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New grant equips researchers to advance gender-responsive agricultural research in sub-Saharan Africa

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GREAT (Gender-responsive Researchers Equipped for Agricultural Transformation) is a new project that will equip researchers to create more inclusive and effective agricultural systems by addressing the priorities of both women and men in sub-Saharan Africa.

 

 Achieving greater parity among women and men in sub-Saharan Africa so they more equally share the benefits of agricultural research is the goal of an initiative announced today, on International Women’s Day, in the spirit of the Pledge for Parity campaign.

The $5M grant to equip researchers to create more inclusive and effective agricultural systems by addressing the priorities of both women and men in sub-Saharan Africa (SSA) has been awarded to Cornell University, in partnership with Makerere University in Kampala, Uganda, by the Bill & Melinda Gates Foundation.

Gender-responsive Researchers Equipped for Agricultural Transformation, or GREAT, will deliver training to agricultural researchers from SSA in the theory and practice of gender-responsive research in the key areas of root, tuber, and banana breeding; grain and legume breeding; small ruminant breeding; dairy and legume value chains; nutrition and food systems; knowledge exchange (extension); and agricultural mechanization.

“Women play critical roles in food production and processing, but their input is frequently overlooked by agricultural researchers,” said Hale Ann Tufan, gender specialist and adjunct professor with International Programs in Cornell’s College of Agriculture and Life Sciences, who will lead the project for Cornell. “Gender-blind research projects and products inadvertently increase the burden on women and limit the potential positive impact of research outputs.”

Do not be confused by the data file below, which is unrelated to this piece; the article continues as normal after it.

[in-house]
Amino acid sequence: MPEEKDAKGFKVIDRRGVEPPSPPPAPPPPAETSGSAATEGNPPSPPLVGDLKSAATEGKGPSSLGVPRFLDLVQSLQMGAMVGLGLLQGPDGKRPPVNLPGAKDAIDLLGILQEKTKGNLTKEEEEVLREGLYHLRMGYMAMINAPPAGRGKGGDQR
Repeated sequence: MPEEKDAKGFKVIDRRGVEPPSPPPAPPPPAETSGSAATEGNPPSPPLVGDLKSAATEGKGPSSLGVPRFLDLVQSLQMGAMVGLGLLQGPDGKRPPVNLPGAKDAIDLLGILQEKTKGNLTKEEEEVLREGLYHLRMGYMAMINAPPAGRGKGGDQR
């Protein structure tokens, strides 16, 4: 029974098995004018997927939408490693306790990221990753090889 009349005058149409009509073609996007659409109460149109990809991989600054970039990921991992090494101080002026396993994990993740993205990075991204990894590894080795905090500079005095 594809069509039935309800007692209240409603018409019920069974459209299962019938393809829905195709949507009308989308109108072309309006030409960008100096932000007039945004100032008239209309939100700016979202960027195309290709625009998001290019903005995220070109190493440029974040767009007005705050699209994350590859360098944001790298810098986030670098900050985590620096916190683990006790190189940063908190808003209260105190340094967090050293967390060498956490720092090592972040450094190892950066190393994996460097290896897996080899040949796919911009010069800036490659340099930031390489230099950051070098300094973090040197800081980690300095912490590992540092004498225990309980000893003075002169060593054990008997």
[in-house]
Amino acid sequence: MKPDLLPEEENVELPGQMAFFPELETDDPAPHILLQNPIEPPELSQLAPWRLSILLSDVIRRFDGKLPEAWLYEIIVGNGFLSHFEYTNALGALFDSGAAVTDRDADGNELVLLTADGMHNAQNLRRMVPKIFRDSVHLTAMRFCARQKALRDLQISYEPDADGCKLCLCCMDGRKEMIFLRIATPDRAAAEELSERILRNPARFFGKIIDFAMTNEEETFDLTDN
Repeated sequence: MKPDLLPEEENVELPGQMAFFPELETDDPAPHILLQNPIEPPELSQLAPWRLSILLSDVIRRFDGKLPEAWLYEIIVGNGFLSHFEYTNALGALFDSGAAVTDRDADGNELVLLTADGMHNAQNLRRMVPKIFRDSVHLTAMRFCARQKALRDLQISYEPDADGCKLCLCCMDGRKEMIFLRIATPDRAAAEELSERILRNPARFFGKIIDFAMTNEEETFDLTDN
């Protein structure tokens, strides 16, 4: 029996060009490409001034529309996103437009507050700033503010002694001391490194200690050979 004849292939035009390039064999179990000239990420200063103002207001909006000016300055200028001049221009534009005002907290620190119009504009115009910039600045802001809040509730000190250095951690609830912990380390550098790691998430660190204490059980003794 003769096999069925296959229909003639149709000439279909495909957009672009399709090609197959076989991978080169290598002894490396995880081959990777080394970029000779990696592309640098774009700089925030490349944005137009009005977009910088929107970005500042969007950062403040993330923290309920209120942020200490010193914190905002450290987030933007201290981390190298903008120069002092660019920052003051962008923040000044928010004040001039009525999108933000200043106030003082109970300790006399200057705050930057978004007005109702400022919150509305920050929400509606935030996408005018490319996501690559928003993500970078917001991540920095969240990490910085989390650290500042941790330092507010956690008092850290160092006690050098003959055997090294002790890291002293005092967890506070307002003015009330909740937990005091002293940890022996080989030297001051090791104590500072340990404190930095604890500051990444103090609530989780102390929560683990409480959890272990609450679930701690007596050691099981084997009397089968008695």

“GREAT will increase opportunities for equitable participation and the sharing of benefits from agricultural research and improve the outcomes for smallholder women farmers, entrepreneurs, and farmer organizations across sub-Saharan Africa,” said Margaret Mangheni, associate professor at Makerere University who has over 20 years of experience with gender-sensitive agricultural development projects in Uganda and across Africa. Mangheni will lead the project at Makerere.

GREAT will train researchers to address the priorities of both women and men when setting project goals, implementing projects, and measuring and communicating project outcomes.

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Vacancies with UN-Women

UN Women is recruiting:

For all their vacancies visit the following weblink: http://www.unwomen.org/en/about-us/employment


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Consultant opportunity with World Bank Gender Innovation Lab

The World Bank’s Africa Region Gender Innovation Lab seeks a Short Term Consultant (STC) to produce a gender-disaggregated cross-country analysis of well-being using the new Listening to Africa (L2A) survey.

The STC will be responsible to produce a gender-disaggregated cross-country analysis of well-being using the new Listening to Africa (L2A) survey. The L2A uses mobile phone technologies to collect high-frequency household panel data on a wide range of topics including education, health, labor, housing, assets, electricity and transport, consumption, nutrition and food security, security and violence, subjective well-being, agriculture, shocks and coping strategies, as well as water, sanitation and hygiene. L2A surveys are currently being implemented in Madagascar, Malawi, Togo (Lome), Senegal and Tanzania.

Findings from this research will be published as a WB-GIL report, which seeks to allow better understanding of gender disparities in Africa as well as of what can be done to address them.

About the Gender Innovation Lab: 

The Gender Innovation Lab (GIL) supports rigorous research to build the evidence base for effective gender policies. The impact objective of the Gender Innovation Lab is to increase governments’ and the private sector’s take-up of effective policies that address the underlying causes of gender inequality in Africa, particularly by promoting growth through women’s economic and social empowerment.

Read the full Terms of Reference here: L2A Survey STC_GIL


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New post on EnGendering Data Blog: Debunking the myth of female labor in African agriculture

Working in the field. Ghana. Photo Credit: Curt Carnemark / World Bank

Working in the field. Ghana. Photo Credit: Curt Carnemark / World Bank